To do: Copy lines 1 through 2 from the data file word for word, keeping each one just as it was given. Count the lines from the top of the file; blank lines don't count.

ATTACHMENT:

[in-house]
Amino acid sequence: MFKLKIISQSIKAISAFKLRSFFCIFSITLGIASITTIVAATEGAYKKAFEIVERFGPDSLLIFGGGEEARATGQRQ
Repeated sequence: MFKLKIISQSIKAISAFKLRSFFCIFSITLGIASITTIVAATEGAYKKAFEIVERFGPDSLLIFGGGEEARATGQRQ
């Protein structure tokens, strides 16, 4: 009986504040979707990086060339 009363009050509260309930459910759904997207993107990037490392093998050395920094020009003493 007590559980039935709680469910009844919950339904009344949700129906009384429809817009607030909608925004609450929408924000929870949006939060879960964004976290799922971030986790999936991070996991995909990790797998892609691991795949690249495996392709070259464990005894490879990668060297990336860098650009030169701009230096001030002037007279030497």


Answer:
[in-house]
Amino acid sequence: MFKLKIISQSIKAISAFKLRSFFCIFSITLGIASITTIVAATEGAYKKAFEIVERFGPDSLLIFGGGEEARATGQRQ